US Retains Nuclear Weapons to ‘Preserve Peace And Stability’, Claims State Dep. Spokesman
12:21 GMT 04.01.2022 (Updated: 10:18 GMT 07.12.2022)
For the first time ever, all five nuclear weapon-wielding states party to the Non-Proliferation Treaty - United States, the United Kingdom, France, China and Russia - affirmed in a joint statement on 3 January that “a nuclear war cannot be won and must never be fought.”
As the five nuclear powers released a joint statement
on Monday saying their weapons were not aimed at one another, a State Department spokesperson underscored
that this aligns with the Joe Biden administration’s stance.
“We do not retain nuclear weapons to fight and win wars; we have them to preserve peace and stability in a world where others may try to use force, or at least the threat of it, especially threats of nuclear attack, to undermine the values, security, and sovereignty of the United States, and its allies and partners,” the spokesperson was cited by Politico’s NatSec Daily.
Russia, the United States, China, France and Britain "consider the avoidance of war between Nuclear-Weapon States and the reduction of strategic risks as [their] foremost responsibilities" and confirm that their nuclear weapons are not targeting one another, the five countries said in a joint statement published Monday.
, which appeared on the websites of the Kremlin and the White House, underscored the joint intention to “maintain and further strengthen our national measures to prevent unauthorised or unintended use of nuclear weapons”.
"We affirm that a nuclear war cannot be won and must never be fought. As nuclear use would have far-reaching consequences, we also affirm that nuclear weapons - for as long as they continue to exist - should serve defensive purposes, deter aggression, and prevent war. We believe strongly that the further spread of such weapons must be prevented," added the joint communique.
The five nations repeated their commitment to obligations under the Nuclear Non-Proliferation Treaty, underscoring a desire to "work with all states to create a security environment more conducive to progress on disarmament with the ultimate goal of a world without nuclear weapons with undiminished security for all".
12 December 2021, 14:21 GMT
Shifts in US Nuclear Policy ‘Less Likely’
This comes ahead of the US administration’s release of Washington’s nuclear posture review. The internal revision of numbers, kinds and purposes of weapons in the nuclear arsenal is anticipated to be made public sometime in January.
During Joe Biden’s tenure as Vice President under the Barack Obama administration, the White House stated in 2010 that it would “only consider the use of nuclear weapons in extreme circumstances to defend the vital interests of the United States or its allies and partners”. It did not define “extreme circumstances”.
Later, under Donald Trump, it was specified that:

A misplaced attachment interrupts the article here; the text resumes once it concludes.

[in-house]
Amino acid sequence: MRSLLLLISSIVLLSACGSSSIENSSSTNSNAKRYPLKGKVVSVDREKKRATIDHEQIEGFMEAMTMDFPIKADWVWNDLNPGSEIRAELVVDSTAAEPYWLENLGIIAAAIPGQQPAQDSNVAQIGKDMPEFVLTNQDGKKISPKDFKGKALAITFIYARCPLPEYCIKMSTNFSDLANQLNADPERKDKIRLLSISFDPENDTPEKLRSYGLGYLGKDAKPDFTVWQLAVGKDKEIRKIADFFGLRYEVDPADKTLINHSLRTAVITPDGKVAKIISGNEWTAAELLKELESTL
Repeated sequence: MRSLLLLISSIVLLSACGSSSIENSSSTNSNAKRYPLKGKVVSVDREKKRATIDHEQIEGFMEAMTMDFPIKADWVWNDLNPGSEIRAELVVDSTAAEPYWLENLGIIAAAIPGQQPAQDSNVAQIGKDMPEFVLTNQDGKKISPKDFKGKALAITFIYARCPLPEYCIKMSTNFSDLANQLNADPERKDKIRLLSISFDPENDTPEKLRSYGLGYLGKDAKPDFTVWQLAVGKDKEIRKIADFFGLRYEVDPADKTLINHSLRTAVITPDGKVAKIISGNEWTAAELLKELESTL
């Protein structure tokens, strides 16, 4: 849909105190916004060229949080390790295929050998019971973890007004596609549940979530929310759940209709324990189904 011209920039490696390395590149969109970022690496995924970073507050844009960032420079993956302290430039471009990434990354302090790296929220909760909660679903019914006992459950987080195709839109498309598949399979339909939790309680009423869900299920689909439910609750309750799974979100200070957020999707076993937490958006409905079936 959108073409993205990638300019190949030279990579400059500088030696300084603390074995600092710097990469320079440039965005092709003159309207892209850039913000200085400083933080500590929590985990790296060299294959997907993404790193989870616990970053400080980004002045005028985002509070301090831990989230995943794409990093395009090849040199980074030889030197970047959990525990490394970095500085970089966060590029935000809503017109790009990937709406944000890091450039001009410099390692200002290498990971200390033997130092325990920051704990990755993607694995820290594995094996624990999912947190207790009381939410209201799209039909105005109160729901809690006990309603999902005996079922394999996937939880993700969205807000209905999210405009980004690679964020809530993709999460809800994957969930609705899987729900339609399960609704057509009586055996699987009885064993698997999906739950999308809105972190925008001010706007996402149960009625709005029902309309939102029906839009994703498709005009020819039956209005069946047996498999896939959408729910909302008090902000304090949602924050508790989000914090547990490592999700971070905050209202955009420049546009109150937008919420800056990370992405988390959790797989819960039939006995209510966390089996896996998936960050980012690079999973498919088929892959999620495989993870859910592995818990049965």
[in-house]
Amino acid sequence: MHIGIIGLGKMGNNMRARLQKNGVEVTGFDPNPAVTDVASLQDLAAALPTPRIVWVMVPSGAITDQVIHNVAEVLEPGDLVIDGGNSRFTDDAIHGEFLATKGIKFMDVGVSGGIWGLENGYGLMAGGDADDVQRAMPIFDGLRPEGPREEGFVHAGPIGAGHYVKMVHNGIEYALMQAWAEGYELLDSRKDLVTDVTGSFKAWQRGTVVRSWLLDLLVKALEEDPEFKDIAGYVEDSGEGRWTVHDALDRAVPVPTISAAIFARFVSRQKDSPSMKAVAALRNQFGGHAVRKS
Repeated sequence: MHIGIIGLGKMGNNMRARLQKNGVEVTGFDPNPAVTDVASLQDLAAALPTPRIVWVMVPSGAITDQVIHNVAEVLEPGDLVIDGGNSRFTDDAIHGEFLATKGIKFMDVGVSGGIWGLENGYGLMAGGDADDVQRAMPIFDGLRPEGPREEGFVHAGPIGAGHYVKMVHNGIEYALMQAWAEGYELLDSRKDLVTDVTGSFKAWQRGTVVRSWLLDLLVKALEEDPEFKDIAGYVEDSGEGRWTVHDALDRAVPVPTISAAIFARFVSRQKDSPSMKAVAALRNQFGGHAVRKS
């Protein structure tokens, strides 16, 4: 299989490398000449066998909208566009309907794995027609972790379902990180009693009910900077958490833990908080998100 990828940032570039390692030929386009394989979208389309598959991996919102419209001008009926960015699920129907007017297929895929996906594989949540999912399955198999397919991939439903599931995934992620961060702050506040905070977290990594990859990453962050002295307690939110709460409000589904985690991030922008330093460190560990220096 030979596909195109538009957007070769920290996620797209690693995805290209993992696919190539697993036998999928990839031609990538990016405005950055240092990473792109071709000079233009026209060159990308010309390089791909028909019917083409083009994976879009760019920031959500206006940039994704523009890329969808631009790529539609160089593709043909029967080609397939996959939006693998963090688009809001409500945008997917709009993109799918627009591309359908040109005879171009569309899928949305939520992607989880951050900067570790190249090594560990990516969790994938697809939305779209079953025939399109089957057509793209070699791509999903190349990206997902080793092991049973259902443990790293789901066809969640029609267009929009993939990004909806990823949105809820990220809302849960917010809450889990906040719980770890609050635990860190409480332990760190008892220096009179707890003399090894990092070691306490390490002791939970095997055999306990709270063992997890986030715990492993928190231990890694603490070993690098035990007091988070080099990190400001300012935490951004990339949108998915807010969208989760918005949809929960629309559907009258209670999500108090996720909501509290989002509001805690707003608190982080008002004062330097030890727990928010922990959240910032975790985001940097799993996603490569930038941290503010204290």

“Extreme circumstances could include significant non-nuclear strategic attacks. Significant non-nuclear strategic attacks include, but are not limited to, attacks on the US, allied, or partner civilian population or infrastructure, and attacks on US or allied nuclear forces, their command and control, or warning and attack assessment capabilities.”
Nuclear Posture Review guidelines formulated during the 45th POTUS’ tenure allowed for nuclear weapons to be launched preemptively, even against conventional, non-nuclear armed adversaries.
Now, in an atmosphere of heightened global tensions - including fears of a conflict between Russia and NATO over Ukraine, and the US and China in the Indo-Pacific, analysts cited by AP deem it likely the Pentagon will retain the existing nuclear force “triad” of sea-, air-, and land-based weapons. Hopes that America might embrace the “no first use” pledge regarding nuclear weapons are also perceived as diminished.
Last summer, Colin Kahl, Under Secretary of Defense for Policy in the Biden administration, said the outlook for US nuclear policy was impacted not only by China’s nuclear ambitions but also by “real anxiety” over Russian defence and nuclear policy.
“And so, obviously Russia is the wolf closest to the shed as it relates to the nuclear issue, but close behind is China’s desire to grow their nuclear arsenal, both quantitatively and qualitatively,” stated Kahl at a nuclear policy conference on 23 June.
There is yet no clarity on whether Biden will approve changes in so-called “declaratory policy” regarding the use of nuclear weapons.
Among the major nuclear powers, China
is the only country with a formal 'no-first use' prohibition on the use of nuclear weapons.
Russia's nuclear doctrine allows for nuclear weapons to be used in the event of an enemy nuclear attack - or a conventional attack so severe that it is deemed to "threaten the existence of the Russian state".
Amid Western reports alleging
that tens of thousands of Russian troops were grouping at the Ukraine-Russia border, President Vladimir Putin has repeatedly rejected claims that his country intends to invade Ukraine. Furthermore, at his annual end-of-year conference, Putin accused the US and allies of intentionally ratcheting up tension.